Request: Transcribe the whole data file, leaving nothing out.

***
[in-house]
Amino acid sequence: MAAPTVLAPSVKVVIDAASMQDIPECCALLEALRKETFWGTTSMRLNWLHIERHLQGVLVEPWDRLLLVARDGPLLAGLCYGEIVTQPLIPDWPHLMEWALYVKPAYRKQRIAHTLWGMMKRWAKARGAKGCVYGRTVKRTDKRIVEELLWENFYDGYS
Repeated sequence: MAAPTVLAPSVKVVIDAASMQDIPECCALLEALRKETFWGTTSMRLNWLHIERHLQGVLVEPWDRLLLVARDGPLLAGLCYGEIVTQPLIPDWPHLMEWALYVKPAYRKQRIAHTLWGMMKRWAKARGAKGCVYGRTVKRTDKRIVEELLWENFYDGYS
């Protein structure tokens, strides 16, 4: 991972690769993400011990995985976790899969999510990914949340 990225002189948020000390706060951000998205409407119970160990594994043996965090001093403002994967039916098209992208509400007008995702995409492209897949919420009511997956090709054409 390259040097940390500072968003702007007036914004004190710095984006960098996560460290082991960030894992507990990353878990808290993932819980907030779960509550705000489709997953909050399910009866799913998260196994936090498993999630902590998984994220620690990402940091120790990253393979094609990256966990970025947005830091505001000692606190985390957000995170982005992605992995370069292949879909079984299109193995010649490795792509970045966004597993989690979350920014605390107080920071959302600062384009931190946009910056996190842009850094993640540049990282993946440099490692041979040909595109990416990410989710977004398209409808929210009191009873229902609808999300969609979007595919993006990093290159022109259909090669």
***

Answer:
[in-house]
Amino acid sequence: MAAPTVLAPSVKVVIDAASMQDIPECCALLEALRKETFWGTTSMRLNWLHIERHLQGVLVEPWDRLLLVARDGPLLAGLCYGEIVTQPLIPDWPHLMEWALYVKPAYRKQRIAHTLWGMMKRWAKARGAKGCVYGRTVKRTDKRIVEELLWENFYDGYS
Repeated sequence: MAAPTVLAPSVKVVIDAASMQDIPECCALLEALRKETFWGTTSMRLNWLHIERHLQGVLVEPWDRLLLVARDGPLLAGLCYGEIVTQPLIPDWPHLMEWALYVKPAYRKQRIAHTLWGMMKRWAKARGAKGCVYGRTVKRTDKRIVEELLWENFYDGYS
């Protein structure tokens, strides 16, 4: 991972690769993400011990995985976790899969999510990914949340 990225002189948020000390706060951000998205409407119970160990594994043996965090001093403002994967039916098209992208509400007008995702995409492209897949919420009511997956090709054409 390259040097940390500072968003702007007036914004004190710095984006960098996560460290082991960030894992507990990353878990808290993932819980907030779960509550705000489709997953909050399910009866799913998260196994936090498993999630902590998984994220620690990402940091120790990253393979094609990256966990970025947005830091505001000692606190985390957000995170982005992605992995370069292949879909079984299109193995010649490795792509970045966004597993989690979350920014605390107080920071959302600062384009931190946009910056996190842009850094993640540049990282993946440099490692041979040909595109990416990410989710977004398209409808929210009191009873229902609808999300969609979007595919993006990093290159022109259909090669």